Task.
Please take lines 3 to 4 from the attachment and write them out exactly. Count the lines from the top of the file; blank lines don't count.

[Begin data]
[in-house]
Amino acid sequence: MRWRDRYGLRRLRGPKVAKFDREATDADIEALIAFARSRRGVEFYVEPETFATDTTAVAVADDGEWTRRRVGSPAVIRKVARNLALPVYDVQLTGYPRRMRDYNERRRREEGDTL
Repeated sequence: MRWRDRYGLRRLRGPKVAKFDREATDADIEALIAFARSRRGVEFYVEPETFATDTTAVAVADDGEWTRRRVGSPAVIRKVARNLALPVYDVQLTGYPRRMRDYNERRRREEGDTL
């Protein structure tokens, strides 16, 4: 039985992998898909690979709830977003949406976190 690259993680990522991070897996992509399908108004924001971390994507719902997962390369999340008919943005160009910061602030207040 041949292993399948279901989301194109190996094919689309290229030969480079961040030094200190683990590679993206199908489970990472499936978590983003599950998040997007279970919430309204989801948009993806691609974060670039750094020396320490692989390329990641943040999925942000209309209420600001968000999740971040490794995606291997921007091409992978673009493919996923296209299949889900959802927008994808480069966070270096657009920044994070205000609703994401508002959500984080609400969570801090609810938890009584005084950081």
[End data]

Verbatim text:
Repeated sequence: MRWRDRYGLRRLRGPKVAKFDREATDADIEALIAFARSRRGVEFYVEPETFATDTTAVAVADDGEWTRRRVGSPAVIRKVARNLALPVYDVQLTGYPRRMRDYNERRRREEGDTL
């Protein structure tokens, strides 16, 4: 039985992998898909690979709830977003949406976190 690259993680990522991070897996992509399908108004924001971390994507719902997962390369999340008919943005160009910061602030207040 041949292993399948279901989301194109190996094919689309290229030969480079961040030094200190683990590679993206199908489970990472499936978590983003599950998040997007279970919430309204989801948009993806691609974060670039750094020396320490692989390329990641943040999925942000209309209420600001968000999740971040490794995606291997921007091409992978673009493919996923296209299949889900959802927008994808480069966070270096657009920044994070205000609703994401508002959500984080609400969570801090609810938890009584005084950081």